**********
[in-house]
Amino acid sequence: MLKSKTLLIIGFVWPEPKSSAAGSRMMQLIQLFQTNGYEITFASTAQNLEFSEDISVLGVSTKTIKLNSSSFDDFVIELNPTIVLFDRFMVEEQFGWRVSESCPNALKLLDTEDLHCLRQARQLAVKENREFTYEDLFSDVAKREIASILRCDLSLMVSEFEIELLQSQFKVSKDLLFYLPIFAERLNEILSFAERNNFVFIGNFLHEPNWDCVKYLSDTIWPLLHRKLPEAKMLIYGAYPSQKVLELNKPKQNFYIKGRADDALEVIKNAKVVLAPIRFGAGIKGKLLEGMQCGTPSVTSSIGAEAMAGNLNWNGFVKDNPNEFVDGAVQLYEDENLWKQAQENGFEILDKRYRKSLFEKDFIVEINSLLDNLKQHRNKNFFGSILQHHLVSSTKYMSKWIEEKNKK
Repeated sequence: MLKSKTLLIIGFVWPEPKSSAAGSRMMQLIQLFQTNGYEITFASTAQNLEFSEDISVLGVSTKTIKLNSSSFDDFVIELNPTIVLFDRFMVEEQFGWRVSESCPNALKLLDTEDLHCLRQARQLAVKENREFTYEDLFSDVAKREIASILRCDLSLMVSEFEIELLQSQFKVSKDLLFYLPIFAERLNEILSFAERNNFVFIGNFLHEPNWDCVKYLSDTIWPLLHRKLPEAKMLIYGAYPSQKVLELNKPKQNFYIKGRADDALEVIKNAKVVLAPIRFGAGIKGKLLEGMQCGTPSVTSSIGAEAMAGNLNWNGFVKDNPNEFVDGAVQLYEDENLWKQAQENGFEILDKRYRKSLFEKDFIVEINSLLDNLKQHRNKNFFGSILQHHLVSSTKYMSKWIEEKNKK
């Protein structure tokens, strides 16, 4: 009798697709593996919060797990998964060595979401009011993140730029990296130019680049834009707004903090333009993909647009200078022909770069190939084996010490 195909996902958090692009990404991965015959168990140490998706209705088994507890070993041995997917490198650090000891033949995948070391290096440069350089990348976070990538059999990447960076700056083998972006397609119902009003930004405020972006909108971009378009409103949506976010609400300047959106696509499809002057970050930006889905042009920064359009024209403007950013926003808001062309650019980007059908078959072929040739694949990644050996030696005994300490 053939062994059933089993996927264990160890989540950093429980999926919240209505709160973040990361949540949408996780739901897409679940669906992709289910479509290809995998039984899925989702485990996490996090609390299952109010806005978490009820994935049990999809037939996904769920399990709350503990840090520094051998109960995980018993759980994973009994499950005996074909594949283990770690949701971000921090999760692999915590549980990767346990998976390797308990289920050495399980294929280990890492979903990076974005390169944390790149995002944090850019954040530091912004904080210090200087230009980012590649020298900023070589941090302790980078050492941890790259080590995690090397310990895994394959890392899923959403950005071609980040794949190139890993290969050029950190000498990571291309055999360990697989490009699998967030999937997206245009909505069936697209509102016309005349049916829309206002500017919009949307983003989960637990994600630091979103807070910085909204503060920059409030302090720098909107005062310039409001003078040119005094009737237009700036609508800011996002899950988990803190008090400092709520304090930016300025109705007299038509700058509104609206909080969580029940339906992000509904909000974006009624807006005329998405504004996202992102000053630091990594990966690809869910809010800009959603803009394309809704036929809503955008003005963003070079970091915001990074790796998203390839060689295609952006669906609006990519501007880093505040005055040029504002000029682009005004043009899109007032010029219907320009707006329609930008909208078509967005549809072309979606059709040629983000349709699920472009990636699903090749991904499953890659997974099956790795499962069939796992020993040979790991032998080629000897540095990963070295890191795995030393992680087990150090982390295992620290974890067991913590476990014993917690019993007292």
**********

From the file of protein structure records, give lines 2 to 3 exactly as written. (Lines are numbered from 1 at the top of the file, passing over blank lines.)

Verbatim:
Amino acid sequence: MLKSKTLLIIGFVWPEPKSSAAGSRMMQLIQLFQTNGYEITFASTAQNLEFSEDISVLGVSTKTIKLNSSSFDDFVIELNPTIVLFDRFMVEEQFGWRVSESCPNALKLLDTEDLHCLRQARQLAVKENREFTYEDLFSDVAKREIASILRCDLSLMVSEFEIELLQSQFKVSKDLLFYLPIFAERLNEILSFAERNNFVFIGNFLHEPNWDCVKYLSDTIWPLLHRKLPEAKMLIYGAYPSQKVLELNKPKQNFYIKGRADDALEVIKNAKVVLAPIRFGAGIKGKLLEGMQCGTPSVTSSIGAEAMAGNLNWNGFVKDNPNEFVDGAVQLYEDENLWKQAQENGFEILDKRYRKSLFEKDFIVEINSLLDNLKQHRNKNFFGSILQHHLVSSTKYMSKWIEEKNKK
Repeated sequence: MLKSKTLLIIGFVWPEPKSSAAGSRMMQLIQLFQTNGYEITFASTAQNLEFSEDISVLGVSTKTIKLNSSSFDDFVIELNPTIVLFDRFMVEEQFGWRVSESCPNALKLLDTEDLHCLRQARQLAVKENREFTYEDLFSDVAKREIASILRCDLSLMVSEFEIELLQSQFKVSKDLLFYLPIFAERLNEILSFAERNNFVFIGNFLHEPNWDCVKYLSDTIWPLLHRKLPEAKMLIYGAYPSQKVLELNKPKQNFYIKGRADDALEVIKNAKVVLAPIRFGAGIKGKLLEGMQCGTPSVTSSIGAEAMAGNLNWNGFVKDNPNEFVDGAVQLYEDENLWKQAQENGFEILDKRYRKSLFEKDFIVEINSLLDNLKQHRNKNFFGSILQHHLVSSTKYMSKWIEEKNKK